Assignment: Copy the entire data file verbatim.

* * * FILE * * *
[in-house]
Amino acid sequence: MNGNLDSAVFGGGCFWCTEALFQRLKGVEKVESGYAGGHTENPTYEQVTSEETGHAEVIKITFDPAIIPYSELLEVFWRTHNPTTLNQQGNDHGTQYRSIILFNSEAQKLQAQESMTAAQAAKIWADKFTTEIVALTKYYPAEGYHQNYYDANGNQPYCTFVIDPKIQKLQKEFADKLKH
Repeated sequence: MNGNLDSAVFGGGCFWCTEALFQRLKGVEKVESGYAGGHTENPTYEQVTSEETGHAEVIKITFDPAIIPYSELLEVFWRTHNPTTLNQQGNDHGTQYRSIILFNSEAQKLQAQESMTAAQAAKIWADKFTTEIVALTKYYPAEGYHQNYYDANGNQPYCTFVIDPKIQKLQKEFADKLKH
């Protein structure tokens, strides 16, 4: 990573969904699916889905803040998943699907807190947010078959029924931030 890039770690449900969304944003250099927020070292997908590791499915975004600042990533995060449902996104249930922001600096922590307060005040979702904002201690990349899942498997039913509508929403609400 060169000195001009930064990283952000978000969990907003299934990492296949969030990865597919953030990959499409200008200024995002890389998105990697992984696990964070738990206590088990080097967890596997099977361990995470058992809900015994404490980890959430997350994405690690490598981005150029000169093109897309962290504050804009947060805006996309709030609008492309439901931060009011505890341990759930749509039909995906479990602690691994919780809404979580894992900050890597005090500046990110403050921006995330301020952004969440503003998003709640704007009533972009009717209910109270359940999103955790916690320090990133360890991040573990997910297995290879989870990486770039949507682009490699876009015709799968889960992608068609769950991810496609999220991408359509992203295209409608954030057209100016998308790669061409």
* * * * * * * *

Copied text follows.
[in-house]
Amino acid sequence: MNGNLDSAVFGGGCFWCTEALFQRLKGVEKVESGYAGGHTENPTYEQVTSEETGHAEVIKITFDPAIIPYSELLEVFWRTHNPTTLNQQGNDHGTQYRSIILFNSEAQKLQAQESMTAAQAAKIWADKFTTEIVALTKYYPAEGYHQNYYDANGNQPYCTFVIDPKIQKLQKEFADKLKH
Repeated sequence: MNGNLDSAVFGGGCFWCTEALFQRLKGVEKVESGYAGGHTENPTYEQVTSEETGHAEVIKITFDPAIIPYSELLEVFWRTHNPTTLNQQGNDHGTQYRSIILFNSEAQKLQAQESMTAAQAAKIWADKFTTEIVALTKYYPAEGYHQNYYDANGNQPYCTFVIDPKIQKLQKEFADKLKH
């Protein structure tokens, strides 16, 4: 990573969904699916889905803040998943699907807190947010078959029924931030 890039770690449900969304944003250099927020070292997908590791499915975004600042990533995060449902996104249930922001600096922590307060005040979702904002201690990349899942498997039913509508929403609400 060169000195001009930064990283952000978000969990907003299934990492296949969030990865597919953030990959499409200008200024995002890389998105990697992984696990964070738990206590088990080097967890596997099977361990995470058992809900015994404490980890959430997350994405690690490598981005150029000169093109897309962290504050804009947060805006996309709030609008492309439901931060009011505890341990759930749509039909995906479990602690691994919780809404979580894992900050890597005090500046990110403050921006995330301020952004969440503003998003709640704007009533972009009717209910109270359940999103955790916690320090990133360890991040573990997910297995290879989870990486770039949507682009490699876009015709799968889960992608068609769950991810496609999220991408359509992203295209409608954030057209100016998308790669061409």